A Special Report on the Loyalsock Creek Pennsylvania Gasoline Spill

“A pipeline owned by the same company behind Dakota Access leaked 55,000 gallons of gasoline into a major river, endangering the drinking water of six million people…”

“A pipeline managed by Sunoco logistics burst Thursday night after heavy rainfall in Pennsylvania. The spill dumped 55,000 gallons of gasoline into Wallis Run, a tributary of the Loyalsock Creek that drains into the Susquehanna River…”

The Susquehanna had previously been declared the third most endangered river in the US by the NGO American Rivers. It has come under threat due to the development of the natural gas industry, particularly the practice of hydraulic fracturing or “fracking.” Fracking has caused major problems in the US due to the so-called “Cheney’s loophole” that exempts natural gas companies from the vast majority of US environmental regulations. Many other rivers in the US are endangered by fracking…”

So reported the earth-conscious altruists at TrueActivist.com in the aftermath of a pipeline rupture in northern Pennsylvania in the early morning hours of last Friday, Oct. 21. The environmental sensationalism reeked of activist inflation immediately but I generally pushed it aside until the story was posted again by a friend on Facebook and I felt compelled to dig into it a little and do the math.

First, as a note on gasoline contamination: it’s far from the worst thing out there to spill into waterways. Gasoline is a complex mixture of chemicals which all move in different directions once introduced to the environment, becoming more dilute, evaporating, forming new compounds and generally breaking down quickly. A high concentration of substantial duration is generally required to even assess toxicity. And it probably sounds like 55,000 gallons dumped into a little stream like Loyalsock Creek fits the bill right?

This is where math comes in. Around 7 inches of rain fell on the Loyalsock watershed late on the night of the 20th into the early hours of the 21st. “Discharge” is the amount of water in a fluvial system passing a given point in a given amount of time. It’s generally given in cubic feet per second (cfs) or cubic meters per second (cms); it’s like “volume,” but in motion. In the early hours of the 21st, the babbling brook known as Loyalsock Creek discharged a torrential 30,000 cfs of muddy water, trees and small mammals, a very wet landslide. Twelve miles or so below the spill it merged with the West Branch of the Susquehanna River which was discharging about 40,000 of its own cfs at the time, a total of about 70,000 cfs below the confluence. In cubic feet, the 55,000 gallon spill was about 7,400. Almost ten times this much water and mud passed any given point downstream in any given second of the next several hours. This is unrecognizably dilute. Many media sources, in the days following stated that there is no contamination at this time but that monitoring was ongoing. Monitoring for what? The bucketful of errant gasoline was essentially, gone. Sorry activists, there won’t be any heart-wrenching photos of oil-lathered otters and baby birds. The lesson here: Let the math precede your rage against industry.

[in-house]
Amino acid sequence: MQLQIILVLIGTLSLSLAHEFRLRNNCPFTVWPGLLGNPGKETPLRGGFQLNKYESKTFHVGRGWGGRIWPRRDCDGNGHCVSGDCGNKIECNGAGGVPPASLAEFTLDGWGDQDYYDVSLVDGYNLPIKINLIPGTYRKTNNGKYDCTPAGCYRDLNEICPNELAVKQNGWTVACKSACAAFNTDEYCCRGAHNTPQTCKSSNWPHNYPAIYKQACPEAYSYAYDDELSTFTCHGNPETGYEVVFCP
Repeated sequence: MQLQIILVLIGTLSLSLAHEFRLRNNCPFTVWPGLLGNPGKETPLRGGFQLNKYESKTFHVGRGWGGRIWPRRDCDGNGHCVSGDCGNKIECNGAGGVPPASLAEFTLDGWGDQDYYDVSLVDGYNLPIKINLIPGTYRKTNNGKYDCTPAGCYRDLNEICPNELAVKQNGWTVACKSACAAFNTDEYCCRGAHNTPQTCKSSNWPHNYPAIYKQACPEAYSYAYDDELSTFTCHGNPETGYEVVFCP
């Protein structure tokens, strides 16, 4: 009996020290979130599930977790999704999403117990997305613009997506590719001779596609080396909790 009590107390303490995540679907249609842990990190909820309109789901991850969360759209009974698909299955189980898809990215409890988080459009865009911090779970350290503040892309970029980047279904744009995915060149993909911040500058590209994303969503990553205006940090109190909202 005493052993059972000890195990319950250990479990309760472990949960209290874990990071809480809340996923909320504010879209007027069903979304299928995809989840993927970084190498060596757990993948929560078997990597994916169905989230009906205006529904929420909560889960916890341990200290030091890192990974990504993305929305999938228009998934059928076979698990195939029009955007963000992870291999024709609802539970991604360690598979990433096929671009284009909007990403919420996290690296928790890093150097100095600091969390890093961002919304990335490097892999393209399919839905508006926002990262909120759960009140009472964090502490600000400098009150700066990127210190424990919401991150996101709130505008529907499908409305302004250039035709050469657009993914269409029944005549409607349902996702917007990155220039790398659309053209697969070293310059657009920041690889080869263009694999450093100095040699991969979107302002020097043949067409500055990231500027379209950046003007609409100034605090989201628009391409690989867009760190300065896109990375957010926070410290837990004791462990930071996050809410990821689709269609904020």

For my part, I’d like to extend a big thank-you on behalf of fish and other aquatic organisms to the good people at Sunoco; thanks for doing what it took, during a historic deluge,

to climb down into the flooding Loyalsock Valley and get the break under control. Thanks for installing the technology that alerted you immediately when pressure dropped and there was a problem. Thanks, even though none of your aims are really altruistic. It just happens to protect profits to spill as little as possible and get repairs taken care of in a timely manner.

There’s a good lesson somewhere here too, I think about the world-view cultivated by a hatred of industry and Americanism, but out of time for today.

Leave a Reply

Fill in your details below or click an icon to log in:

WordPress.com Logo

You are commenting using your WordPress.com account. Log Out / Change )

Twitter picture

You are commenting using your Twitter account. Log Out / Change )

Facebook photo

You are commenting using your Facebook account. Log Out / Change )

Google+ photo

You are commenting using your Google+ account. Log Out / Change )

Connecting to %s